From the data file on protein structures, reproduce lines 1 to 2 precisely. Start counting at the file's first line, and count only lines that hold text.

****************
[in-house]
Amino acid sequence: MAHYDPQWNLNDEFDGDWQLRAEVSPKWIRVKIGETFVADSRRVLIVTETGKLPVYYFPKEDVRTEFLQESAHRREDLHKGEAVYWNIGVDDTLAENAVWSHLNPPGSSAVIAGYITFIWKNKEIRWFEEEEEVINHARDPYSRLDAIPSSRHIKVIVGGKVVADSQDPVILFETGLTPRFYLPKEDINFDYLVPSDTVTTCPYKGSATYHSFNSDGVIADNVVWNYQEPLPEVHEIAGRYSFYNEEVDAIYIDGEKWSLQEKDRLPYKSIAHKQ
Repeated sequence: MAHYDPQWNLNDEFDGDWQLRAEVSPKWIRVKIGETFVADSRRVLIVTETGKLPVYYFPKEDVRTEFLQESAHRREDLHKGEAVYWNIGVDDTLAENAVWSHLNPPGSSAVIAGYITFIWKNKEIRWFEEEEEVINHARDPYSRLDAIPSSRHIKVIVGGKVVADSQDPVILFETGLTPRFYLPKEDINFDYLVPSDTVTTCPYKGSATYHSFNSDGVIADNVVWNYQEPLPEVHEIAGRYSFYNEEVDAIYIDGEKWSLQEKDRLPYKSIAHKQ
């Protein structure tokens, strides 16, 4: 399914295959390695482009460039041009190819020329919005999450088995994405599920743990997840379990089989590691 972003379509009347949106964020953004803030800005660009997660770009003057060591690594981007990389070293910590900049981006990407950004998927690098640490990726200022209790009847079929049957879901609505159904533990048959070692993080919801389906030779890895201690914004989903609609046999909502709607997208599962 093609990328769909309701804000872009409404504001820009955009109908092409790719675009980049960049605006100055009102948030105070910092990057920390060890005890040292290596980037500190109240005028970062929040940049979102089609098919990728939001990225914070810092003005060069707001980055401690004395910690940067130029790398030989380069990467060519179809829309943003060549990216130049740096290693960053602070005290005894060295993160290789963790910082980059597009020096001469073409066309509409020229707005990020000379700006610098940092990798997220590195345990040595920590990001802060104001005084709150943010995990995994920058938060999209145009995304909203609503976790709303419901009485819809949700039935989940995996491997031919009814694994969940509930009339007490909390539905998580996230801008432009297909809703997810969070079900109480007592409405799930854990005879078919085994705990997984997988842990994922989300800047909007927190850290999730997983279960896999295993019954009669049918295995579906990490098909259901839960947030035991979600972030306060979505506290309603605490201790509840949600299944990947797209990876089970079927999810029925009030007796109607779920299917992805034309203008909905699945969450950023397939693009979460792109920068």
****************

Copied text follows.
[in-house]
Amino acid sequence: MAHYDPQWNLNDEFDGDWQLRAEVSPKWIRVKIGETFVADSRRVLIVTETGKLPVYYFPKEDVRTEFLQESAHRREDLHKGEAVYWNIGVDDTLAENAVWSHLNPPGSSAVIAGYITFIWKNKEIRWFEEEEEVINHARDPYSRLDAIPSSRHIKVIVGGKVVADSQDPVILFETGLTPRFYLPKEDINFDYLVPSDTVTTCPYKGSATYHSFNSDGVIADNVVWNYQEPLPEVHEIAGRYSFYNEEVDAIYIDGEKWSLQEKDRLPYKSIAHKQ